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14TH January 2019

Help Us Obi-Wan COBie – You’re Assets’ Only Hope


14TH January 2019



Our IT director Phil Sawyer assesses the joys and pitfalls of data formats, from COBie to IFC.

It’s not exactly the Clone Wars, where Princess Leia’s holographic projection asks for General Kenobi’s help, but the construction industry has an equally pressing issue on its hands. Is Construction Operations Building Information Exchange – the data format known as COBie – the best way to communicate information relating to operations and maintenance on a project, or is there a better alternative?

Before we consider this, it’s worth recapping where ADP is when it comes to delivering quality data from its BIM (Building Information Modelling) Level 2 processes. Everyone is familiar with placing objects in rooms, on floors, in models. At ADP, we develop a design further by adding data to each object, room and level, a process that can be adapted to deliver the Asset Information Requirements (AIR) included with the Employer’s Information Requirements (EIR).

The result? Data-rich models, holding information that can be used by many teams for many purposes. For operation and maintenance, that data – including detailed specifications – can be exported in the COBie format.

COBie format data set
Complicated sets of data make formatting all the more important.

Asset Information Requirements (AIR) specify what data relating to operation and maintenance need to be added to an object. Some of these AIRs simply follow the standard requirements (known as COBie Standard or COBie Bronze), while others are very prescriptive about the way this data is worded and formatted.

The important point here is that the language used for the AIR and COBie outputs needs to be consistent. Most delivery teams will have highly efficient workflows, including libraries of objects with the AIR outputs coded into them. This means that while custom outputs might be necessary, poorly defined standards could impact the efficient production of data.

For example, one field in a recent AIR was defined as “mobile”, rather than the default option of “movable”. This ultimately led to changes to the pre-programmed object values of “fixed” and “movable”, adding to the project costs, but not improving project quality.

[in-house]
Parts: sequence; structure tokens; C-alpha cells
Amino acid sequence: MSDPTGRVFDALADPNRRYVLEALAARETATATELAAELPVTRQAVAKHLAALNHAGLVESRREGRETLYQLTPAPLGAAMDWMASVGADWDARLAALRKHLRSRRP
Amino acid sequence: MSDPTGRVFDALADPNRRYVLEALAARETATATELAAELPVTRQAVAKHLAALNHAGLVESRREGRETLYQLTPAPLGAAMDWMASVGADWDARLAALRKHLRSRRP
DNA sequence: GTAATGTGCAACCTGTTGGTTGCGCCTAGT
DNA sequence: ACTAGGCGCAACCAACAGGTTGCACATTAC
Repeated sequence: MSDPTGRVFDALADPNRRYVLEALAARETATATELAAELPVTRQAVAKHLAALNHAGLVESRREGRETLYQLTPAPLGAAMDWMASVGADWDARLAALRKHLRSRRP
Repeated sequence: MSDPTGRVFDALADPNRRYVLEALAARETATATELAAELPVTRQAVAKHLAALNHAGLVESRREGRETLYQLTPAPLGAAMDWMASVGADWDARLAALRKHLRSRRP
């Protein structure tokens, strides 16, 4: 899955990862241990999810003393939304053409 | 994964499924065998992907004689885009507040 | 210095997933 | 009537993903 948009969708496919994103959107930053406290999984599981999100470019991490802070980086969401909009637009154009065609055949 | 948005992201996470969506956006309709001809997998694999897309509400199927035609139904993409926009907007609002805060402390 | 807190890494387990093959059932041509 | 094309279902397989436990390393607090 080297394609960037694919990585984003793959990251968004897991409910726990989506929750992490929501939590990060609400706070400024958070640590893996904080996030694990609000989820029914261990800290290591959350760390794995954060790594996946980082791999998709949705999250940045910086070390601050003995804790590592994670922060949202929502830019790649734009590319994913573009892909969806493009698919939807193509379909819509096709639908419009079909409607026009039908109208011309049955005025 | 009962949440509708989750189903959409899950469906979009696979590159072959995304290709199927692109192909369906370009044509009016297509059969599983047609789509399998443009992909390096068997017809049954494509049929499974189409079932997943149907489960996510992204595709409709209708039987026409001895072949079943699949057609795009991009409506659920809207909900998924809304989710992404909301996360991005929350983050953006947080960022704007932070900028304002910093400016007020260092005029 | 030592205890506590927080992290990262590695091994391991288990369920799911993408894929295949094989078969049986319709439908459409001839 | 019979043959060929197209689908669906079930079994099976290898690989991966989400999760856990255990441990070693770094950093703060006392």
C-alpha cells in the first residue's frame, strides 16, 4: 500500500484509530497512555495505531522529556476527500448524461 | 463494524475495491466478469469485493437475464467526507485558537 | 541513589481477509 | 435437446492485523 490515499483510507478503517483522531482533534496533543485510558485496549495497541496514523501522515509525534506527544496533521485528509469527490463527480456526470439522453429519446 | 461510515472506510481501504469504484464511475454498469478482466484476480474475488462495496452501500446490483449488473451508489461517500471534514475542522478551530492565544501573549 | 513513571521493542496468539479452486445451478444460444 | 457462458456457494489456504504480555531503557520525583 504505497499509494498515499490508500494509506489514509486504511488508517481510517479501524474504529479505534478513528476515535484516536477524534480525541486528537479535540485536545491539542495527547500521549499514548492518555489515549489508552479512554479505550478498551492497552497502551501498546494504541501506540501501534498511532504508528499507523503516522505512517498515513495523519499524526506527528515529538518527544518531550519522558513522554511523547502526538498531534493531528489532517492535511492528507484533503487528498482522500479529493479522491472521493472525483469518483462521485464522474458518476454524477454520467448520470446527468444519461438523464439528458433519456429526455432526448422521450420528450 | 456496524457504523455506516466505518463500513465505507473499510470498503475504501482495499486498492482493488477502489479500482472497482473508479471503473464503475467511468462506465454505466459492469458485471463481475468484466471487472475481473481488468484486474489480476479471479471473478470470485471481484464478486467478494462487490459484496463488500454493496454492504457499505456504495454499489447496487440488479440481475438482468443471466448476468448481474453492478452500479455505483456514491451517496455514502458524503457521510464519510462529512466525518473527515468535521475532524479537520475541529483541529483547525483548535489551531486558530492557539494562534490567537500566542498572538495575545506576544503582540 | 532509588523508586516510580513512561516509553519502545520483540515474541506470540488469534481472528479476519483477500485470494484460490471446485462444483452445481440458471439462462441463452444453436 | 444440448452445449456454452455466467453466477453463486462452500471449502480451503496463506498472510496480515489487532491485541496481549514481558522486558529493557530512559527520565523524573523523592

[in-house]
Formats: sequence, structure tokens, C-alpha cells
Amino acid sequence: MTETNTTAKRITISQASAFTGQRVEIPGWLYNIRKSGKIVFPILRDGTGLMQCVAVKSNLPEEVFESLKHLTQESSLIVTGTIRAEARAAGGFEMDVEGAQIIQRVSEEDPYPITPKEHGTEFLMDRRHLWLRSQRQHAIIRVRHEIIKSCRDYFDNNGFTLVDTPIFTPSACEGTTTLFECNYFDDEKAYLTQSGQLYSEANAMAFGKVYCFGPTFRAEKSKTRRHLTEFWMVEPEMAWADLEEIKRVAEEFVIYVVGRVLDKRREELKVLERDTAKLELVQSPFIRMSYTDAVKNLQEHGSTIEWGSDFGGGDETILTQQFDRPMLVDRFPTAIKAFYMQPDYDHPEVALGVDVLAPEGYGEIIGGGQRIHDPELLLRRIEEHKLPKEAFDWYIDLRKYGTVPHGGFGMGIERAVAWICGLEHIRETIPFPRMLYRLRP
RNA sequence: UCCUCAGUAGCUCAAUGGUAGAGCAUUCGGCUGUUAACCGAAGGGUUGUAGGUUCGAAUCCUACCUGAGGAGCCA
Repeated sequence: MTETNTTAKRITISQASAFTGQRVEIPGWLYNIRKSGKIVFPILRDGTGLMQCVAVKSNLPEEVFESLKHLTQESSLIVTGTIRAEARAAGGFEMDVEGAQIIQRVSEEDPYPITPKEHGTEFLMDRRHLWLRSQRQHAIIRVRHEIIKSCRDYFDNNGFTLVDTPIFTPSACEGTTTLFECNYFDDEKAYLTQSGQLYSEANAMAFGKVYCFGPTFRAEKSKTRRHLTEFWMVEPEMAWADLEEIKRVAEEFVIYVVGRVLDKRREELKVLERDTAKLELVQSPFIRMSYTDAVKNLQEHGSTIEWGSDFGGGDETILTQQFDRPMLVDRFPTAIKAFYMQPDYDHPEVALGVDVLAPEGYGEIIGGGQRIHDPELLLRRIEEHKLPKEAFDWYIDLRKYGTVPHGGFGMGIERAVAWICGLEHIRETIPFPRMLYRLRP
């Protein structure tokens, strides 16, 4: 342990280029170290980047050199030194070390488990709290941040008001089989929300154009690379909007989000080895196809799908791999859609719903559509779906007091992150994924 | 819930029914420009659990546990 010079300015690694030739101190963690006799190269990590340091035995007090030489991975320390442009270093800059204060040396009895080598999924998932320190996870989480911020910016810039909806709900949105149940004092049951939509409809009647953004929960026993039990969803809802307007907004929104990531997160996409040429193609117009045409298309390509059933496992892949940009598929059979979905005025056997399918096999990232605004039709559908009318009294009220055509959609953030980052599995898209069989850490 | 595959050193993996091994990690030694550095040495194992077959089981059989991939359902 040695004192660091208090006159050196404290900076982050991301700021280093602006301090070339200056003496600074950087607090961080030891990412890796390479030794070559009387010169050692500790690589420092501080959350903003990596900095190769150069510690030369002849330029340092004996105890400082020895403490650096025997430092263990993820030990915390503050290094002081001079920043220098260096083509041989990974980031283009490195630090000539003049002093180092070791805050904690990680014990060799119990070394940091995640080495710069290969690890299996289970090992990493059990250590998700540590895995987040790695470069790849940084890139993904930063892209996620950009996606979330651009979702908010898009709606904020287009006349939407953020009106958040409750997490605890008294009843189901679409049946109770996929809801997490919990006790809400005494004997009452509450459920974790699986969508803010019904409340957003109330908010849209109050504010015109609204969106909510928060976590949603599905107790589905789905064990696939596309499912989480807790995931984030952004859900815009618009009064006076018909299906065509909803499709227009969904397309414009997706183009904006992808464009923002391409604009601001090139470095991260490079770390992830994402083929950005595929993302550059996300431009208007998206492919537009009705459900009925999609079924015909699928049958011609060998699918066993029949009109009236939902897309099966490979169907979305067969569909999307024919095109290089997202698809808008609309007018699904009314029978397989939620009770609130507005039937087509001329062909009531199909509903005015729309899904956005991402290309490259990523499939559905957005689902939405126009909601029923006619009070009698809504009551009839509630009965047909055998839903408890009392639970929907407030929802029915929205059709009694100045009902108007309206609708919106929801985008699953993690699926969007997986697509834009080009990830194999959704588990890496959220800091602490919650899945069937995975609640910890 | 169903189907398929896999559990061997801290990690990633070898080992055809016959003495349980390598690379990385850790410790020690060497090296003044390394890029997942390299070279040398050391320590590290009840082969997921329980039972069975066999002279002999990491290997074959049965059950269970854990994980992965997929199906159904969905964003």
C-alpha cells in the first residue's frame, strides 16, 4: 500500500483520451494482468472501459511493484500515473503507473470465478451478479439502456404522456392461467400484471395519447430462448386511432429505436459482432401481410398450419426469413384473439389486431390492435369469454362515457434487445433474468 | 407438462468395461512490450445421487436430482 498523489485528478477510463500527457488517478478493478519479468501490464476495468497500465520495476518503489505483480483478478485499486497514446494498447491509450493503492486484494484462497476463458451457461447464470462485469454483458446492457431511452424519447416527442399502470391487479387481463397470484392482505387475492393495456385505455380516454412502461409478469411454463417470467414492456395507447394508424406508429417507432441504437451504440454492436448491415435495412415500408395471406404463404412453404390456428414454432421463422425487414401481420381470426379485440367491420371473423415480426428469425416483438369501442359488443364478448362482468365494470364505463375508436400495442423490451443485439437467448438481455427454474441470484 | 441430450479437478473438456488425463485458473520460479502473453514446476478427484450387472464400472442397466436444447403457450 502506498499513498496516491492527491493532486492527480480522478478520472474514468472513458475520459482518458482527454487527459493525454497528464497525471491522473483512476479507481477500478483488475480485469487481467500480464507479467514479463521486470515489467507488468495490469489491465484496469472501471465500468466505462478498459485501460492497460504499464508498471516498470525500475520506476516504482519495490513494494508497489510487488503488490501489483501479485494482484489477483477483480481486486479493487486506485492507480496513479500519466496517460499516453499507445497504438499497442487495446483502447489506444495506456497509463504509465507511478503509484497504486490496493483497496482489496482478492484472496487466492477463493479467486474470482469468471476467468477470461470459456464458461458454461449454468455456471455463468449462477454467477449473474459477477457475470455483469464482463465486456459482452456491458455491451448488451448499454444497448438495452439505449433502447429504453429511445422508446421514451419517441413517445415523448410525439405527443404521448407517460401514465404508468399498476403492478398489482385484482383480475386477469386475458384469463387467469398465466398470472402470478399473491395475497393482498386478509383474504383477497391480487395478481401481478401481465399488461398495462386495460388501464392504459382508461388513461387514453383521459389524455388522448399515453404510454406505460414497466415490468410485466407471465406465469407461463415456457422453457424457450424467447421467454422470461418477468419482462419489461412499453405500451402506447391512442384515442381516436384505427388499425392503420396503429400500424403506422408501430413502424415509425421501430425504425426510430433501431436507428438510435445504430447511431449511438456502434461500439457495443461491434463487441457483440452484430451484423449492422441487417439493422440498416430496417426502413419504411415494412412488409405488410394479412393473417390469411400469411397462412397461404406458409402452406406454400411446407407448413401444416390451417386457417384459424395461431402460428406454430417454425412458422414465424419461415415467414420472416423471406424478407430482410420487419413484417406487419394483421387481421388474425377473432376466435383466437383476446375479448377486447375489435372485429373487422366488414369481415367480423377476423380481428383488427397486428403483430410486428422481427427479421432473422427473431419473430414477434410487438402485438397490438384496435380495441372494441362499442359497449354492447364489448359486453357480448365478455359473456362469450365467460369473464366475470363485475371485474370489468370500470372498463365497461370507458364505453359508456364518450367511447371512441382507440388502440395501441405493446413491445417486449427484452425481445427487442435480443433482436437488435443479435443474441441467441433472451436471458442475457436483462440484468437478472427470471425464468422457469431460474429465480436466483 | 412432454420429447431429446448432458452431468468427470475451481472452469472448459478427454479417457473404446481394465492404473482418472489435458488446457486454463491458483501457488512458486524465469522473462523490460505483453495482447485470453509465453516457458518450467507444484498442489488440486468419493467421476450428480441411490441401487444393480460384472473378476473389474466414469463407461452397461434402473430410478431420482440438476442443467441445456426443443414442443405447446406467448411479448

BIM Authoring tools are excellent at managing 3D geometry, but they don’t make good Computer Aided Facility Management (CAFM) systems. Even though COBie is the nominated format for the digital delivery of asset data for a BIM Level 2 project, it instantly becomes disconnected from the live 3D model once it’s exported. Even worse, not every CAFM system can read COBie data directly, without some data manipulation to assist with its import.

Is there an alternative?

BIM Authoring tools can export data in many file formats, and they certainly aren’t limited to COBie. One option is IFC (Industry Foundation Classes), which can act as an “Esperanto” format, allowing different authoring tools to communicate through a common language.

IFC is a neutral, open-file format, which can be viewed to filter the content to provide a specific type of output. When a Model View Definition (MVD) is applied, facility management data can be filtered and exported in a format matching COBie. It’s like looking at data with sunglasses on: we can filter out certain parts so we only see the items that have an operation or maintenance function associated with them.

Rather than working solely with COBie information, wouldn’t it be better to view all of the rich data associated with a project? IFC allows for this: it captures both the 3D geometry and any associated data, allowing it to be viewed (using a free viewer), analysed, reported on and published. Different users can quickly drill down into the IFC to extract what they need, rather than being given a single, sometimes-incomplete COBie file from a BIM authoring tool.

This is why ADP places IFC at the centre of our workflow. It’s the obvious choice, allowing:

  • collaboration using different authoring tools
  • clash analysis and reporting from a federated dataset
  • easy validation of shared data
  • extraction of the right kinds of data for each team

Does IFC represent a new hope for operation and maintenance at digital handover? Well… maybe. The good news is that you only need a free viewer (and not a Millennium Falcon) to engage with it.

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